Facebook also partnered with ABC in 2008 to provide election and debate coverage through a Facebook application. The network will again partner with Facebook to cover this year’s midterm elections; users will have the opportunity to ask questions and submit comments to ABC for broadcasts and local debates.

Facebook’s good side isn’t all about politics, either.

WNEP-TV in Pennsylvania reported on Steve Hutchings, a man from Missouri who was at risk of kidney failure and put on dialysis this past summer. Hutchings posted a status update on Facebook about his situation; his high school friend from Pennsylvania saw the message and volunteered to donate a kidney.

Jennifer Aaker’s book, The Dragonfly Effect, was inspired by Sameer and Vinay, who were diagnosed with leukemia and have similar stories.

I recently learned of Sanjana, a mother of young twins, who was diagnosed with multiple myeloma and urgently needs a matching marrow donor; her support network is publicizing her story on Facebook not only to find Sanjana a match, but  to encourage others to register with the National Marrow Donor Program.

Consider sanity

Jon Stewart of The Daily Show has planned a Rally to Restore Sanity for tomorrow, October 30, on the National Mall in Washington, DC.

I won’t attend since I couldn’t afford to buy a plane ticket.

But I think that the main purpose for the event is worthy of attention: that the loudest and inappropriate voices shouldn’t be the only ones that matter.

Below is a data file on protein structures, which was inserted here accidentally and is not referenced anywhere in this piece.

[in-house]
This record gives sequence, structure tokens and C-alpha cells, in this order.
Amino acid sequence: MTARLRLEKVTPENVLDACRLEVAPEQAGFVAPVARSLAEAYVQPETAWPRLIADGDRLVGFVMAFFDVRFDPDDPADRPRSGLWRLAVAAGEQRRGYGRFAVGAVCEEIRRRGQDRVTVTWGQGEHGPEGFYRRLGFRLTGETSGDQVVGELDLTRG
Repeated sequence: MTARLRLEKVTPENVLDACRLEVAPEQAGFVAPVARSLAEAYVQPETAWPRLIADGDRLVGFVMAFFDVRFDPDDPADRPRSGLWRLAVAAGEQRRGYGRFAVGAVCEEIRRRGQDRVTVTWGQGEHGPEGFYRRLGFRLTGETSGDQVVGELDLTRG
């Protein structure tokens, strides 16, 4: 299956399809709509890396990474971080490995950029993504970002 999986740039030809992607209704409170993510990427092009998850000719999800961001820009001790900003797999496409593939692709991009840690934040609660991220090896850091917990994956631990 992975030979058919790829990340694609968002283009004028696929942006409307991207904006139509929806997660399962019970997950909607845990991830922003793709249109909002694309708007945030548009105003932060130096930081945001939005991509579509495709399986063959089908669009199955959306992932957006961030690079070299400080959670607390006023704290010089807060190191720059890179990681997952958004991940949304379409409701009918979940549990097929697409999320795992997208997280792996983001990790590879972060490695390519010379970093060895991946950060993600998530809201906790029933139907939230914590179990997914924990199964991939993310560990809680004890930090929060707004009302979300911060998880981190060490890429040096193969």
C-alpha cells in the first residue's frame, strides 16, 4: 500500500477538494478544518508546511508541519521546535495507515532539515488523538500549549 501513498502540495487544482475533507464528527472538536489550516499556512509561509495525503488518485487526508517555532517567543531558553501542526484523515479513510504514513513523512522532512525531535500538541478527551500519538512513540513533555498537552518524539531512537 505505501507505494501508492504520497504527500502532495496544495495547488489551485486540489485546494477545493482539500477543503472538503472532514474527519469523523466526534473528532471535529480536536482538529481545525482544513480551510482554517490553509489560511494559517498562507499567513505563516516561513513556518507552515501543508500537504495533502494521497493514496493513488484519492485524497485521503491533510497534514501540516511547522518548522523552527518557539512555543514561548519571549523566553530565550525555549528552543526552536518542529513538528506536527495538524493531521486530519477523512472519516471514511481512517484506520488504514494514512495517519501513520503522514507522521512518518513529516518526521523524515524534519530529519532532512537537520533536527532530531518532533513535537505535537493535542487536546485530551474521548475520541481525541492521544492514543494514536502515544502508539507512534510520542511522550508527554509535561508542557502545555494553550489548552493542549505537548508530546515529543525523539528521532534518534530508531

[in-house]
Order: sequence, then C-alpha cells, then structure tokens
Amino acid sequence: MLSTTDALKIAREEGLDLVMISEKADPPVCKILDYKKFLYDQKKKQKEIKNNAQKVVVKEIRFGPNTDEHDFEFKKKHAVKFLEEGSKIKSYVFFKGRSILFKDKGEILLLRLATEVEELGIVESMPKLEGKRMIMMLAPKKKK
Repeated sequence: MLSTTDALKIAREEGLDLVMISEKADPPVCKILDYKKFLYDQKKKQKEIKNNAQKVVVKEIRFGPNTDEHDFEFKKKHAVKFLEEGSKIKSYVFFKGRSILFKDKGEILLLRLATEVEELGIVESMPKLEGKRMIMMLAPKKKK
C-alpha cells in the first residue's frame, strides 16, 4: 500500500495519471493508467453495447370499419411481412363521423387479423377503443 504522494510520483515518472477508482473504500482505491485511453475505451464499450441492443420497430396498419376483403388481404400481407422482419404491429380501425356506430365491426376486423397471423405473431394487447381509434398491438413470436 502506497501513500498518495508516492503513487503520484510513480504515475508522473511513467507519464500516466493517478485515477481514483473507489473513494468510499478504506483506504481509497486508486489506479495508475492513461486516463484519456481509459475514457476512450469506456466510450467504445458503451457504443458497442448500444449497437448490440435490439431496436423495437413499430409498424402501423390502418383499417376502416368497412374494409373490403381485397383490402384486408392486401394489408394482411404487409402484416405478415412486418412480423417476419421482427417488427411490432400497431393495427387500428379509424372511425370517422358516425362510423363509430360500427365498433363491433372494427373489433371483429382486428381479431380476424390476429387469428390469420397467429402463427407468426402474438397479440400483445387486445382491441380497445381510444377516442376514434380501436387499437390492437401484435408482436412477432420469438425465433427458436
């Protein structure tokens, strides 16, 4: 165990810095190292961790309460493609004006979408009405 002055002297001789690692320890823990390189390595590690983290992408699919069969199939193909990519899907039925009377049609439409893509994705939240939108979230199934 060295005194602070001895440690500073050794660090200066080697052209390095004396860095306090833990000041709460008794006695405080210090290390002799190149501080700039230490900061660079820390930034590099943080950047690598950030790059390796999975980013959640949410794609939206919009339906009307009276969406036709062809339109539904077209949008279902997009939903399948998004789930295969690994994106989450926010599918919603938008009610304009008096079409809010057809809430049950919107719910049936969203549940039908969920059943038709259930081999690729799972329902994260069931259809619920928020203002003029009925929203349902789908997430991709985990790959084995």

President Obama agrees with Jon Stewart: he thinks the media has become very splintered; the more controversial their statements are, the more attention they will get.

I think this perspective applies to the two Guardian articles I mentioned and to many of the comments I’ve read about Facebook.

While some people may not agree with the way Facebook has operated, and though some users have used Facebook for harmful purposes, to label the social networking site as evil or not innovative is unwarranted.

Social media has further enabled humans to do what we have been doing for millenia: socialize; and socializing is neither inherently good nor evil, as it all depends on the actors.

Instead of contributing to polarization, let’s instead promote the opposite: moderation.

Reporters, bloggers, and writers most certainly have the right to criticize Facebook’s policies and those of other institutions, but we should do it intelligently and within the contexts of other facts.

Image: Marc Soller via Flickr, Creative Commons

Monica Hesse of The Washington Post accomplishes this feat well, with an article on social media and activism, published more than a year before Malcolm Gladwell’s presently controversial piece.

She questions the effectiveness of “Facebook activism” without including polarizing statements, and highlights successful stories as well.

In an era where an individual’s words are easily disseminated throughout spheres of discussion, sanity shouldn’t be a hope, it should be a requirement.

Herwin Icasiano is a recent Stanford University graduate. He does his best to stay informed on politics, tech, music, cultures, and social media. Herwin has a strong interest in pursuing a career in public relations, helping companies and organizations make personal connections past the corporate-consumer dynamic, both on- and off-line. He dreams of traveling the globe, experiencing a wide array of cultures, and making worldwide connections. He’d love to grab a gab on  Twitter.